WISHTATA, Libya, Sept 7 (Reuters) – Haunted by gun-toting loyalists and festooned with faded portraits of Muammar Gaddafi, the besieged Libyan town of Bani Walid remains stubbornly in the hands of die-hard gunmen raring to fight for their deposed leader.
Anti-Gaddafi fighters at the gates of Bani Walid, one of the last remaining strongholds of the old regime, have so far failed to convince the town’s pro-Gaddafi masters to lay down their arms and surrender.
Outside the town, Bani Walid residents passing through a sun-scorched checkpoint of anti-Gaddafi forces set up around the nearby desert settlement of Wishtata painted an increasingly desperate picture inside their town.
“People are terrorized, there is no one in the streets,” said Salah Ali, a 39-year-old man, as others squatted beside a tiny mosque reading newspapers with “Gaddafi: Dead or Alive” bannered on front pages.
“But many still support Gaddafi because they were paid by the regime, because many have committed crimes and are afraid of arrest.”
Inside Bani Walid, tucked away in barren hills about 150 km (90 miles) south of the capital Tripoli, Gaddafi’s green flags still fly above households and a huge portrait of Gaddafi in military uniform towers above its central square.
Shooting in the air and yelling insults from the back of their pickup trucks, packs of Gaddafi loyalists regularly speed through the streets, according to residents.
They often shout “Allah, Muammar, Libya, nothing else!” — the principal slogan of the old era.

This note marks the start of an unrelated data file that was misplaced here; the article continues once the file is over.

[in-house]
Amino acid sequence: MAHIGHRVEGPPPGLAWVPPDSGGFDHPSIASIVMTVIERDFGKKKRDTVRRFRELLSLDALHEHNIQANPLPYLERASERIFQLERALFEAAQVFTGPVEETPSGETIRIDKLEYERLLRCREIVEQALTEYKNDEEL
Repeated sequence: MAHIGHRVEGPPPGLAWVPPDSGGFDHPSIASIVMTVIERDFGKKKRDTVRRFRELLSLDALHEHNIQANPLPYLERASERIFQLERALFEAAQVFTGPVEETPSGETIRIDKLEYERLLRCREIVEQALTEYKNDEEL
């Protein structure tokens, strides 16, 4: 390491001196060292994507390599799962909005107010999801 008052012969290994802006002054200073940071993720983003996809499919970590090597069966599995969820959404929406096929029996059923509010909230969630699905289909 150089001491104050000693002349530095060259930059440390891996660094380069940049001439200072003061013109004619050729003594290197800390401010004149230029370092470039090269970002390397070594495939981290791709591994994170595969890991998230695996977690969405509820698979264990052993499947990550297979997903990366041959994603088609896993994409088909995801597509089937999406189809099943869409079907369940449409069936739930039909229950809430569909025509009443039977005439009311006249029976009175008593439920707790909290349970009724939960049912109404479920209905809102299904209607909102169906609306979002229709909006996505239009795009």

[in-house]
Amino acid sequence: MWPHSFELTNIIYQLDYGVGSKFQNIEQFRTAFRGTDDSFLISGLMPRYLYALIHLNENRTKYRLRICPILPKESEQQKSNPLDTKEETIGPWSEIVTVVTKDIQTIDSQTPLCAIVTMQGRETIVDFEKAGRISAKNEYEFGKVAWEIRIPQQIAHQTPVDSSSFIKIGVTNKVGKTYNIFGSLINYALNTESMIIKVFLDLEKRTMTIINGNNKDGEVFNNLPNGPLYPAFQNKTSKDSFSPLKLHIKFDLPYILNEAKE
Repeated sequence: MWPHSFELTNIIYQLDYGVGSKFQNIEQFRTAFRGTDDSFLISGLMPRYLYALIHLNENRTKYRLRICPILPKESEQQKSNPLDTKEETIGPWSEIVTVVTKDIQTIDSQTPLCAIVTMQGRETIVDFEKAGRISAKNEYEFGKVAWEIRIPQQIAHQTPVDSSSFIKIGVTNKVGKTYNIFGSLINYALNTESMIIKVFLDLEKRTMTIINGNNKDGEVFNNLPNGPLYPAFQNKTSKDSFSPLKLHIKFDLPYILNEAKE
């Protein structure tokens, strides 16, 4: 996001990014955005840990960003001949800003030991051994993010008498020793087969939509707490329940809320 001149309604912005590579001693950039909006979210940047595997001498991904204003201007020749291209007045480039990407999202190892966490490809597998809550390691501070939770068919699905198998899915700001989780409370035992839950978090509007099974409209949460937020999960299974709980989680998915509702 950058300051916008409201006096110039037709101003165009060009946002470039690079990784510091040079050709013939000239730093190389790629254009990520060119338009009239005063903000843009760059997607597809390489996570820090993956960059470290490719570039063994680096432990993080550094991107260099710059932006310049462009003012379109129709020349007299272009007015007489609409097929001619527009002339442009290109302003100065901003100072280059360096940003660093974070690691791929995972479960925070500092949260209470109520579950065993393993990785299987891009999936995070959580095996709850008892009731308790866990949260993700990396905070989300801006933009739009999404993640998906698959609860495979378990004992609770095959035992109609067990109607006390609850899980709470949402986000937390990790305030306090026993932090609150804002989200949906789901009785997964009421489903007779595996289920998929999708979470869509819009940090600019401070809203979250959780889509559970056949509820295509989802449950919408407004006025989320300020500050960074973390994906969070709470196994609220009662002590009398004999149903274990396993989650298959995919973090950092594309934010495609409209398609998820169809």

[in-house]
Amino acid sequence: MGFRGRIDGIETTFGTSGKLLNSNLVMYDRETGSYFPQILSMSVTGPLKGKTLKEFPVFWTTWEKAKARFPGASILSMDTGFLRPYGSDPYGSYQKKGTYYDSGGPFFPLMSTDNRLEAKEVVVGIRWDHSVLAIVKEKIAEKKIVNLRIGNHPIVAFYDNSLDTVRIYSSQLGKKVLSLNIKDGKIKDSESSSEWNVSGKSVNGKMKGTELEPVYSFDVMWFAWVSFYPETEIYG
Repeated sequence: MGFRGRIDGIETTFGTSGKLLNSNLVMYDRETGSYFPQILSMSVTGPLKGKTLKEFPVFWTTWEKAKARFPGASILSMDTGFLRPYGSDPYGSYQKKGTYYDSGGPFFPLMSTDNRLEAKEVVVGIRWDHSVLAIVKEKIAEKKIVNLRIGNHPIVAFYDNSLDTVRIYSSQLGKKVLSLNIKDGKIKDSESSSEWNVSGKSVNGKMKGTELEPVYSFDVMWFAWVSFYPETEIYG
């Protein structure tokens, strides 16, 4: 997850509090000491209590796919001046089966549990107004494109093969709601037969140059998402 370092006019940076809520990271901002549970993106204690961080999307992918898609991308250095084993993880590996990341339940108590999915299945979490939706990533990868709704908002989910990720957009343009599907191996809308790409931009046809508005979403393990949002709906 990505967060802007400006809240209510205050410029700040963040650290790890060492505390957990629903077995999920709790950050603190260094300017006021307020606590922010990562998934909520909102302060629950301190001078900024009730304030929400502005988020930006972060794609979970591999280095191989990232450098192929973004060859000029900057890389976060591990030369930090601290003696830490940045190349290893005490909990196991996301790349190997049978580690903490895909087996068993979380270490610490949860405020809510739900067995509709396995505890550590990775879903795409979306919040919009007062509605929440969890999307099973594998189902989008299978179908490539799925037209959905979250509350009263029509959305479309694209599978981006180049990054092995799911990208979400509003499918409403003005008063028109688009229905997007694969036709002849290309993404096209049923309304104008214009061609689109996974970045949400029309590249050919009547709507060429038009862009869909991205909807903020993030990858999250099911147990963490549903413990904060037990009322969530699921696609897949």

“I went to see my family there yesterday,” said Imad Mohammed Ali, a 21-year-old supporter of the forces of Libya’s interim authority, the National Transitional Council (NTC).
“There is no electricity, no cooking gas, no communications, there isn’t enough food. People are using coal to make fire. There is no medicine. There are no people in the streets.”
FIGHT “THE RATS”
Gaddafi loyalists transmit regular radio messages calling on people to take up arms and fight “invading gangs” and “rats” — a fading legacy of Gaddafi’s once mighty propaganda machine, still working with full force in this desolate corner of Libya.
And, with most means of communication with the outside world severed, some locals in the town of 100,000 firmly believe that Gaddafi still controls most of the country, residents said.
They said the brunt of Gaddafi forces are dug into a valley near Bani Walid, armed mainly with anti-aircraft guns but also possibly with several multiple rocket launchers.
“The Gaddafi brigades are positioned in Zeitun valley,” said Salah Ali, a rebel fighter who spoke to his brothers living inside the town Wednesday. “In the streets there are Gaddafi volunteers in civilian clothes. They shoot to terrorize people.”
Huddled inside their homes with no electricity and little water, people are too frightened to venture out into the streets after dark. Gunfire reverberates around the town at night.
“All the shops are closed. People are not moving about. Sometimes there are clashes and gunfire,” said a man driving out of Bani Walid through an NTC checkpoint. He asked not to use his name.
With no end to the standoff in sight and NTC forces poised to take Bani Walid by force, refugees have been streaming out of the city from its eastern side, their cars loaded with sacks of food and personal belongings.
NTC fighters say they do not want to fight, preferring to reach a peaceful deal with the town’s powerful Warfalla tribe and enter peacefully.
But a field hospital has already been set up near Bani Walid. A doctor there, Haithan Isa, said: “We are ready for the worst.”
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